|Nina took pictures during our last “brush” with a hurricane, Bill back in 2009. It was also a non event, but it produced some pretty spectacular sunsets, and at least one gorgeous rainbow over Vineyard Sound.|
I spent our “hurricane” day off – the kids had no school and the federal courts were closed despite the fact we didn’t see raindrop number one until early evening – getting the kids together with friends. It was kind of a circus, but having multiple waves of kiddos for the boys to play with spared us entirely from the normal day off ennui. But by four thirty I realized I had spent almost the entire day homebound and I was getting a little stir crazy, so I told the boys to behave themselves for 45 minutes and I went out for a jog.
This has become pretty routine since Nina died. I’ve left the boys alone for short stretches out of necessity — just to make everyday life possible. Whether it’s exercise or a stray errand, it’s hard to get stuff done if it always has to get done with two kids in tow.
The boys are 11 and 9 now, so it’s not like I’m leaving a toddler at home with the oven going and the iron steaming in the middle of the kitchen (though I’m not saying I wouldn’t have done that if Nina had died when we had toddlers). They can mostly fend for their immediate needs, and Freddy has a cell phone – a necessity of solo parenting in a house with no landline, I realized shortly after Nina died – so I know that, worst comes to worst, he can contact me and I can at least … come running.
But they were only 10 and 7 when Nina died, and I have never totally felt at ease leaving them alone. I don’t know if it’s just the idea of kids alone, or the added appearance of precocity from Nina having died, but nearly every time I go out on a jog I have the same internal debate with myself: am I making a mistake leaving them home alone? The weird part about this debate is that it’s not ostensibly with myself, but with my dead wife. I mean to say, it is actually with myself, because Nina’s dead and I’m alone when I’m having it. But in my head it’s a conversation with her.
Nina was more anxious about things than me in general, so her part of the convo always leans more in the direction of caution – that maybe it’s not such a great idea to run off and leave the kids. She points out that I am diabetic, meaning that even if the kids are being looked after by a responsible adult, me going for a jog isn’t necessarily unfraught. And that the kids, while certainly capable, have never really had to deal with the unforeseen or unexpected.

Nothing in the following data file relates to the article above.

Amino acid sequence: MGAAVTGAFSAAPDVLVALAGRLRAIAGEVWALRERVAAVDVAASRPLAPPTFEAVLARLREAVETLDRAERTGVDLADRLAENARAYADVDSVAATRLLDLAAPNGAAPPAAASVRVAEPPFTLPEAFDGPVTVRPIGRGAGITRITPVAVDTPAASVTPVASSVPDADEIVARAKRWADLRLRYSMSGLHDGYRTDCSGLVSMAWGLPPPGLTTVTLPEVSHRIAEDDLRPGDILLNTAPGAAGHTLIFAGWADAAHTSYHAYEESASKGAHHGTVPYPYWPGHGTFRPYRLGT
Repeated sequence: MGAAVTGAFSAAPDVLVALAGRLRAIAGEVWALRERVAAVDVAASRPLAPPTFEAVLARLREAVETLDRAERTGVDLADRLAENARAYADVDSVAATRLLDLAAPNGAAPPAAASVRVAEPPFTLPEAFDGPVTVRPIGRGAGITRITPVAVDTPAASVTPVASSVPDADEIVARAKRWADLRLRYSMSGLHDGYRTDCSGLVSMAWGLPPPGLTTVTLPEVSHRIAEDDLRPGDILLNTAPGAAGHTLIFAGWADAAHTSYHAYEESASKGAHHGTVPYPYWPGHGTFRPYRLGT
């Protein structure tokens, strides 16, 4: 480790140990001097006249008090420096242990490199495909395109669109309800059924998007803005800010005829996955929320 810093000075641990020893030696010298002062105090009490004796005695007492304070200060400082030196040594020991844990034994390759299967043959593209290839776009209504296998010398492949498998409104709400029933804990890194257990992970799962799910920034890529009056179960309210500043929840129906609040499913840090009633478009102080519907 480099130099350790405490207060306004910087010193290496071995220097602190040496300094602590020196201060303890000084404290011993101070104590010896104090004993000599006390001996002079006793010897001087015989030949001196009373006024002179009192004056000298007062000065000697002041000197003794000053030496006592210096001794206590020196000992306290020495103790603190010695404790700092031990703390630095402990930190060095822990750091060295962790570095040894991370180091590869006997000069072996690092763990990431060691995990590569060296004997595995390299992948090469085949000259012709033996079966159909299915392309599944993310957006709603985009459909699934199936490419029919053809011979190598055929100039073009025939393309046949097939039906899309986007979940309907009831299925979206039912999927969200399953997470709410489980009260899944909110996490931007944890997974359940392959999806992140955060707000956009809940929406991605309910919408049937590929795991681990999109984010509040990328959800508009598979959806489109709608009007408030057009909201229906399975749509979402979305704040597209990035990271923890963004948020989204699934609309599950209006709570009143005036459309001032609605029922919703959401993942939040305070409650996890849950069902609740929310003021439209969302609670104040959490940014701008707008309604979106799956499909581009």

Today the conversation revolved around a very particular potential trouble: leaving the kids alone during a hurricane. Nina reminded me that Benny was anxious about the storm already, and unlikely to be highly functional in the event something went wrong. Freddy, I responded, was much more clear thinking in a crisis and also the one with the cell phone. I also pointed out that, while the hurricane was a very real danger to parts south and east of us, we had yet to see anything more than swift, gray clouds and little gusts of wind. Nina averred that storms are nothing if not unpredictable, and how did I know what the next 45 minutes would bring?
|I think my jogging belt / bottle combo is both stylish and highly visible.|
I was indignant (TBC this was indignance with myself, in my head, directed at my dead wife, while struggling through a four-mile jog and wearing my hot pink jogging belt with water bottle holster) and pointed out that, if we were at the Cape, where we’d waited out hurricanes in the past — one when Benny was only a few weeks old — Nina would be scoffing at this so-called storm, her Yankee bones pondering full-throated whether a quick storm surge kayak might be had before supper. Zing!
|Nina had an anxious streak, but she also brought her babies with her to Cape Cod when it was in the path of a hurricane (albeit one that ultimately stayed at sea and only hit Canada — which doesn’t really count).|
Well, just as I felt sure I’d won the argument, the rains from Florence finally hit. The wind picked up a bit (mind you it was probably still only blowing 10-15) and I was struck with the realization I was having an imaginary argument about the sensibility of leaving the kids alone during a hurricane with the woman who’s death made the leaving of them alone necessary. Which is both vicious circular reasoning, totally understandable under the circumstance, and also maybe a bit crazy. About the same time my psyche admitted defeat, my body gave out, as it is wont to do at that stage of my jogs, leaving the rainiest part of my jog also the slowest. Sort of appropriate for this storm, my age, and my current station in life.